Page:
The first proppant particulate used in the methods of the present invention may be any proppant particulate that is at least partially coated with an adhesive substance. As discussed above, proppant particulates can be used to prop fractures; and when coated with an adhesive substance, proppant particulates may consolidate in the fracture thereby reducing the flow-back of proppant and other particulates during production. In certain embodiments, the first proppant particulates represent about 40% to about 90% of the total proppant particulate used in the fracture.
Any proppant particulates known in the art may be suitable for use as the first proppant particulate of the present invention. Examples of suitable first proppant particulates include, but are not limited to, sand; bauxite; ceramic materials; glass materials; polymer materials; TeflonŽ materials; nut shell pieces; seed shell pieces; cured resinous particulates comprising nut shell pieces; cured resinous particulates comprising seed shell pieces; fruit pit pieces; cured resinous particulates comprising fruit pit pieces; processed wood; composite particulates prepared from a binder and filler particulate including silica, alumina, fumed carbon, carbon black, graphite, mica, titanium dioxide, meta-silicate, calcium silicate, kaolin, talc, zirconia, boron, fly ash, hollow glass microspheres, and solid glass; and combinations thereof.
In general, suitable first proppant particulates are of a size such that formation fines that may migrate with produced fluids are prevented from being produced from the formation. The first proppant particulate used in the methods of the present invention may be of any size and shape combination known in the art as suitable for use in a fracturing operation. Generally, where the chosen proppant particulate is substantially spherical, suitable proppant particulates have a size in the range of from about 2 to about 400 mesh, U.S. Sieve Series. In some embodiments of the present invention, the proppant particulates have a size in the range of from about 8 to about 100 mesh, U.S. Sieve Series. One of ordinary skill in the art with the benefit of this disclosure, will recognize the preferred size of the first proppant particulate based on, for example, the distribution of the formation particulates to be screened out by the first proppant particulates.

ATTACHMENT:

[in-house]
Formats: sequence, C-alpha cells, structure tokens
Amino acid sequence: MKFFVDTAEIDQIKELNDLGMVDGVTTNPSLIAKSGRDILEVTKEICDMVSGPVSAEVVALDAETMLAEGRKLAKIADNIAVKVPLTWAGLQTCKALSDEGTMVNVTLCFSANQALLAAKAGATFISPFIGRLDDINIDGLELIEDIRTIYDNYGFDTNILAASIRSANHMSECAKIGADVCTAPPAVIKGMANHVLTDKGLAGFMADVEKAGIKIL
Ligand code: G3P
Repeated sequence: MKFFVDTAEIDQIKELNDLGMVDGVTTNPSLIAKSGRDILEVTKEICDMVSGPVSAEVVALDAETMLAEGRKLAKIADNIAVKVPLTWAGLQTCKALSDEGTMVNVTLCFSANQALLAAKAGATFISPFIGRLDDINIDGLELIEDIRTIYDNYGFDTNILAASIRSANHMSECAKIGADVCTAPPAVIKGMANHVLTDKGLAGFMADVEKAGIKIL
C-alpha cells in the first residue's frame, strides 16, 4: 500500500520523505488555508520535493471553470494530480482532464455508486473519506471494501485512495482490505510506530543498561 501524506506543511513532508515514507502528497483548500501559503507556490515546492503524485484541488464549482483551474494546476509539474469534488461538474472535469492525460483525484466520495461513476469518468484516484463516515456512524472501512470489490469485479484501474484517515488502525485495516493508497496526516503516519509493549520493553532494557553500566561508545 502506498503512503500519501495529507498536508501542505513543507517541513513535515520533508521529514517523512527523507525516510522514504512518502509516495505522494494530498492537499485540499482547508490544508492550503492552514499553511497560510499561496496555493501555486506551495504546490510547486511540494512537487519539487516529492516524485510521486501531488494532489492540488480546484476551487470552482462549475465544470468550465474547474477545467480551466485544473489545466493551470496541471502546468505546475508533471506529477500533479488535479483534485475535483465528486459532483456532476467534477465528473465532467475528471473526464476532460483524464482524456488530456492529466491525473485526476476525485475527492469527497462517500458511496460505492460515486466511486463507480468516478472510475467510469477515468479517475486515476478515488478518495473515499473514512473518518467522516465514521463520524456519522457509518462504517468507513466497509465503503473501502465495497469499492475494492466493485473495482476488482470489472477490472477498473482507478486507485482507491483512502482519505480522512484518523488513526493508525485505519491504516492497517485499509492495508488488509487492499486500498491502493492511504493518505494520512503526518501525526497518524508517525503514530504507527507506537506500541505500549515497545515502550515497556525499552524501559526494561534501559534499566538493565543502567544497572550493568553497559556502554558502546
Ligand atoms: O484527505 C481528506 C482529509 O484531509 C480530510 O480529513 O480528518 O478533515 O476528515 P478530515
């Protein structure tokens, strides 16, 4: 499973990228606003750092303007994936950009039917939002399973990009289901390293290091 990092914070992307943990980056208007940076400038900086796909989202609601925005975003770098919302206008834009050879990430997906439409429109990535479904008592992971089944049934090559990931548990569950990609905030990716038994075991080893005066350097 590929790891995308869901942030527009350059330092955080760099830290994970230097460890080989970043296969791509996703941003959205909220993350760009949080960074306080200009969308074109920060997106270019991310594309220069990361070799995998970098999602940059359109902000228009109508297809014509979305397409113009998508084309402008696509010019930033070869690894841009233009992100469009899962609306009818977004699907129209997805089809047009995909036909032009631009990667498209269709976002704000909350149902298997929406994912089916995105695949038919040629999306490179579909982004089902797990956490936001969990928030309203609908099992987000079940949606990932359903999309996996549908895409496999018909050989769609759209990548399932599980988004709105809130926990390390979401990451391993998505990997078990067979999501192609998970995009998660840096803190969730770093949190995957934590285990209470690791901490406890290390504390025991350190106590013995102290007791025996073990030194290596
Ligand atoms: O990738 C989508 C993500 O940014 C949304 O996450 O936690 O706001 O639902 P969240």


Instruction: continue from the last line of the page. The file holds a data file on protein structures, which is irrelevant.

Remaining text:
Although the first proppant particulate is generally substantially spherical, suitable examples also include all known shapes of materials including such as fibrous materials, polygonal materials (such as cubic materials), and mixtures thereof. In some embodiments of the present invention it may be desirable to use substantially non-spherical first proppant particulates. Suitable substantially non-spherical first proppant particulates may be cubic, polygonal, fibrous, or any other non-spherical shape. Such substantially non-spherical first proppant particulates may be, for example, cubic-shaped, rectangular shaped, rod shaped, ellipse shaped, cone shaped, pyramid shaped, or cylinder shaped.
In some preferred embodiments of the present invention, a low-quality proppant particulate may be used as the first proppant particulate.
As used herein, the term “low-quality proppant particulates” refers to proppant particulates that do not meet at least one of the standards for sphericity, roundness, size, turbidity, acid solubility, percentage of fines, or crush resistance as recited in American Petroleum Institute Recommended Practices (API RP) standard number 56 for particulates used in fracturing operations.
API RP 56 describes the minimum standard for sphericity as at least 0.6 and for roundness as at least 0.6. As used herein, the terms “sphericity” and “roundness” are defined as described in API RP 56 and can be determined using the procedures set forth in API RP 56. API RP 56 also sets forth some commonly recognized proppant sizes as 6/12, 8/16, 12/20, 20/40, 30/50, 40/70, and 70/140. API RP 56 further notes that a minimum percentage of particulates that should fall between designated sand sizes and that not more than 0.1 weight % of the particulates should be larger than the larger sand size and not more than 1 weight % should be smaller than the small sand size. Thus, for 20/40 proppant, no more than 0.1 weight % should be larger than 20 U.S. Mesh and no more than 1 weight % smaller than 40 U.S. Mesh.
API RP 56 describes the minimum standard for proppant particulate turbidity as 250 FTU or less. API RP 56 describes the minimum standard for acid solubility as no more than 2 weight % loss when tested according to API RP 56 procedures for proppant sized between 6/12 mesh and 30/50 mesh, U.S. Sieve Series and as no more than 3 weight % loss when tested according to API RP 56 procedures for proppant sized between 40/70 mesh and 70/140 mesh, U.S. Sieve Series. According to API RP 56, the acid solubility of a proppant particulate (e.g., sand) in hydrochloric-hydrofluoric acid solution (i.e., 12% by weight HCL and 3% by weigh HF) is an indication of the amount of undesirable contaminants (e.g., carbonates, feldspars, iron oxides, clays, and the like) present in the proppant particulates. API RP 56 describes the minimum standard for crush resistance of proppant as producing not more than the suggested maximum fines as set forth in Table 1, below, for the size being tested: